Image from Vibe
36 years ago, at the First Latin American and Caribbean Feminist Conference, November 25 was established as the International Day For The Elimination of Violence Against Women. Around the world, this day is marked by marches, protests, and artistic expressions against gendered violence. As the U.S. is rocked by the revelations of thousands of women who have come forward to denounce sexual assault and violence in the #MeToo movement, this day has increased in importance as a reminder of the state of women’s rights.
The date of November 25 was chosen due to the 1960 assassination of the Mirabal sisters in the Dominican Republic. Known as “The Butterflies” (Las Mariposas), Patria, María Teresa, and Minerva fought against the U.S.-backed dictatorship of Rafael Leónidas Trujillo in the Dominican Republic between 1930 and 1961.
The Trujillo Dictatorship
The 31 years of Trujillo’s cruel iron-fisted rule, which begun in 1930, were characterized by the severe repression of labor and student movements, as well as leftists, feminists, and anyone viewed as his opponent or dissident. Trujillo ruled with an absolute lack of democratic freedoms.
His regime brought about the death of more than 50,000 people. Haitians in the Dominican Republic were specific targets. In October 1937, Trujillo organized the “Parsley Massacre” of Haitians at the border. While the final death toll is unknown, it could be up to 30,000 over the course of a week.
By 1960, several Latin American countries experienced resounding political changes. The dictatorships of Rojas Pinalla in Colombia and Pérez Jiménez in Venezuela collapsed. In 1959, the Cuban dictator Fulgencio Batista fled his country because of the triumph of Fidel Castro’s revolution. Change was in the air.
In the Dominican Republic, a covert insurgency organized against Trujillo’s dictatorship.
The Mirabal Sisters
With the idea of defending democracy and freedom, the Mirabal sisters joined the political group “June 14” in in honor of the dissidents that were tortured and killed 14 June, 1959. Patria, Minerva and Maria Teresa helped distribute pamphlets about the Trujillo’s many crimes, and sought guns and materials for bombs with the goal of organizing an armed revolt. They were discovered, and Patria’s house was burned to the ground.
In 1960, they and the June 14 group bore the brunt of political repression and Trujillo’s campaign of terror. The Mirabal sisters were detained on several occasions, tortured in clandestine sites, and sexually assaulted by Trujillo’s soldiers.
On November 25, 1960, after the Mirabal sisters were released from prison, their car was stopped on the highway. The three sisters and the driver were brutally beaten to death, and the car was pushed into a ravine to simulate an accident.
The sisters’ murder sparked strong indignation among Dominicans and increased demonstrations of opposition. The Mirabal sisters became a symbol of struggle against the dictatorship. In 1961, Trujillo was killed and efforts by the family to maintain political control of the Dominican Republic failed.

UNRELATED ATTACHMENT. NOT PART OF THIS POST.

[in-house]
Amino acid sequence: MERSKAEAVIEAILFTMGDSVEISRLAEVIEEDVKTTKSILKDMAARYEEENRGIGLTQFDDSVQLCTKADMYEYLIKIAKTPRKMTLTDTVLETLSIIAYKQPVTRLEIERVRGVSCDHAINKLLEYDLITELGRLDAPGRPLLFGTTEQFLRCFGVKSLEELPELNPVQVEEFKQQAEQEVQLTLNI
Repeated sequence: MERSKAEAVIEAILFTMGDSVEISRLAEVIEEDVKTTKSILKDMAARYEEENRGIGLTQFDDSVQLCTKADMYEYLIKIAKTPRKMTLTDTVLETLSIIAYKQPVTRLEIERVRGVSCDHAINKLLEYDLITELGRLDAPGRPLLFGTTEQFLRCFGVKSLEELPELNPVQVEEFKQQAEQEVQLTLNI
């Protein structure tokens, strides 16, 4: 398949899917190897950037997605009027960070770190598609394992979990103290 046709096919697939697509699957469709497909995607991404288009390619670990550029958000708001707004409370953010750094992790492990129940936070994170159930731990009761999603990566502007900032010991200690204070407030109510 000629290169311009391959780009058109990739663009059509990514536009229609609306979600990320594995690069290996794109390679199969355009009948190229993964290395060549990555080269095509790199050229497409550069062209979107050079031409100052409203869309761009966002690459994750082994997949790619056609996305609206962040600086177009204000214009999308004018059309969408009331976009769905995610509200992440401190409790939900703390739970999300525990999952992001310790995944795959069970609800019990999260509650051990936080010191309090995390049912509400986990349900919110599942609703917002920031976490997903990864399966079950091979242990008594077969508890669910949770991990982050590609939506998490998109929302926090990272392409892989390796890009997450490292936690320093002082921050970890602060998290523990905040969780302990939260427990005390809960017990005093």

The following year, the perpetrators of the crime against the Mirabal family received 30 years in prison, a sentence they did not serve. With the help of military groups loyal to the Dominican president, they managed to escape from prison and from the country.
International Day for the Elimination of Violence
In 1981, the first Latin American and Caribbean Feminist Conference was held in Bogotá, Colombia. There, November 25 was established as the International Day for the Elimination of Violence against Women, which pays homage the Mirabal sisters who are an example of organizing against oppression. Years later, in 1999, the General Assembly of the United Nations voted for November 25 to be recognized as the day of the Elimination of Violence against Women.
The Mirabal sisters are honored because they stood up against the oppression of the state. Ostensibly, this is different from the kind of violence that most women suffer– often at the hands of boyfriends and husbands. However, the massive #NiUnaMenos marches point out, the state bears much of responsibility for violence against women; the state is responsible for holding up patriarchy. It is responsible for the lack of domestic violence shelters and other resources for women who experience violence; it is responsible for the low wages that keep women economically dependent on men; it is responsible for enforcing and perpetuating sexist elements in society. Furthermore, politicians perpetrate sexual assault against women. And yet, when women come forward, state institutions shame and discredit their stories. In this context, thousands of people around the world are rising up to demand an end to violence against women.As the daughter of one of the murdered Mirabal sisters wrote, “If they kill me I shall reach my arms out of the grave and I shall be stronger.” Today, we must all join the international fight against gender violence in honor of the legacy of The Butterflies.